SAN DIEGO — Officials are ramping up their efforts to both prevent wildfires and more effectively battle the blazes when they do occur, with a sense of urgency coming from the very top of U.S. government.
“The truth is we’re playing catch-up” on preparing for extreme heat and wildfires, President Joe Biden said at a virtual meeting with governors from Western states this week. Biden called federal efforts “under-resourced” compared with the deadly threat posed by climate change and extreme drought.
Western states have been parched by severe drought and record heat that has burned more than 2,300 square miles (5,900 square kilometers) this year. That’s ahead of the pace in 2020, which saw a near-record 15,000 square miles (40,000 square kilometers) burned, killing dozens of people and destroying more than 17,000 homes and other structures.
“Much of the state — 85% — is in this extreme drought or exceptional drought,” Dr. Jolie Kalansky from Scrips Oceanography research center, told FOX 5.
And the hot, dry conditions come before a Fourth of July holiday that could see amateur fireworks sparking serious blazes.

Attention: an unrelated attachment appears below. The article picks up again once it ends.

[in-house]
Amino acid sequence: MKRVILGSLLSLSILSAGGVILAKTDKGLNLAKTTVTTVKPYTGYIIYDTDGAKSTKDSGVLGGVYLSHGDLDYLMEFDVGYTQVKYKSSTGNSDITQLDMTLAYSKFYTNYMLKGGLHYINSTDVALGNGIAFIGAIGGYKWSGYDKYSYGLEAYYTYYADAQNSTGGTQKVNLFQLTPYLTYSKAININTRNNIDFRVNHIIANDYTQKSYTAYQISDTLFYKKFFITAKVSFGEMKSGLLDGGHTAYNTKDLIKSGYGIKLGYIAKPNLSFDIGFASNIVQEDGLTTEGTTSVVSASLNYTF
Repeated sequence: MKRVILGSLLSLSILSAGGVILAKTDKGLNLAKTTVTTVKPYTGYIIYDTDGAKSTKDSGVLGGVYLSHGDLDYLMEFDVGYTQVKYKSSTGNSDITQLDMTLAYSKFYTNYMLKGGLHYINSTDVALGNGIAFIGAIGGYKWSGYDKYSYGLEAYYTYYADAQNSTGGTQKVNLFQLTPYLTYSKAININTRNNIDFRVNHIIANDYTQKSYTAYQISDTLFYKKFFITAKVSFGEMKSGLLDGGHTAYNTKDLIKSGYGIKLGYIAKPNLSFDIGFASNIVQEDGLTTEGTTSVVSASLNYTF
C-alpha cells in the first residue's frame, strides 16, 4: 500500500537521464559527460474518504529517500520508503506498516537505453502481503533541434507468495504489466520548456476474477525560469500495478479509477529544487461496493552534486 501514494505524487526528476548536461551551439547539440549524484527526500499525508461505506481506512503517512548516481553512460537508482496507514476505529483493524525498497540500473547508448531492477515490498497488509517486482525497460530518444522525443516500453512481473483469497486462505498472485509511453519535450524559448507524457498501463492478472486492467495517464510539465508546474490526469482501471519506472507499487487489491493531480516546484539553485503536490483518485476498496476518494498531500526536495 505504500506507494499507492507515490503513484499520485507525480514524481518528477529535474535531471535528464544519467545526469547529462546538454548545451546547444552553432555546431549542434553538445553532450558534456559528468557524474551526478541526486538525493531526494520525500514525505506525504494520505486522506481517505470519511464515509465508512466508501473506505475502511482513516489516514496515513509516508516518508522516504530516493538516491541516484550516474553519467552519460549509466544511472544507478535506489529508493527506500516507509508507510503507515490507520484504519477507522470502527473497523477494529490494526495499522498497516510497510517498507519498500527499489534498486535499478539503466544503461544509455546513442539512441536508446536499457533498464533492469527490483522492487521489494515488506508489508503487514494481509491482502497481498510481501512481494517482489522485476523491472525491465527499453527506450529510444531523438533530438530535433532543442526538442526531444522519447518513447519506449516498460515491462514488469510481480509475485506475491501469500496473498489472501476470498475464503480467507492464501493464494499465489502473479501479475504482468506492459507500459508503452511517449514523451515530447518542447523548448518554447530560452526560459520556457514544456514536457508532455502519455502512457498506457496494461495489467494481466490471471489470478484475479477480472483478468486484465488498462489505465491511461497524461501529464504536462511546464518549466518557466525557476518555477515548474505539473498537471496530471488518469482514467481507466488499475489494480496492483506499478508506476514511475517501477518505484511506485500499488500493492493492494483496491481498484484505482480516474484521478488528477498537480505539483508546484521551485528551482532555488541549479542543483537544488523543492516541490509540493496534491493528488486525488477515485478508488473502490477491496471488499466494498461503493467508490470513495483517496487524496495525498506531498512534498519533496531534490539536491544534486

“Fuels are extremely dry right now,” said Capt. John Choi from the North County Fire Protection District. “This has been showcased in recent fires we’ve had. We had the Mesa Fire at Pala that grew 350 acres in a short amount of time.”
“The fireworks can be extremely dangerous, they can start fires,” Choi added. “That fuel is ready to receive that spark and start those fires. So please, please no fireworks whatsoever.”
Biden said a beefed up federal effort has to aid the work of local fire officials.
“We have to do it,″ Biden told the governors. “We can’t cut corners when it comes to managing our wildfires or supporting our firefighters. Right now we have to act and act fast.″
Recalling horrific scenes from wildfires in California and other states last year, Biden said, “Orange skies look like end-of-days smoke and ash.″
Biden’s plan would ensure that no one fighting wildland fires is making less than $15 per hour and would add or convert to full-time nearly 1,000 firefighters across a host of agencies.
“Because of climate change, wildland firefighting is no longer a seasonal endeavor,” the White House said in a statement. “With fire seasons turning into fire years, it is imperative to have a year-round workforce that is available to respond at any time … and is available to undertake preventive actions” such as cutting down small trees and brush that serve as fuel to fires that are increasing in size and intensity.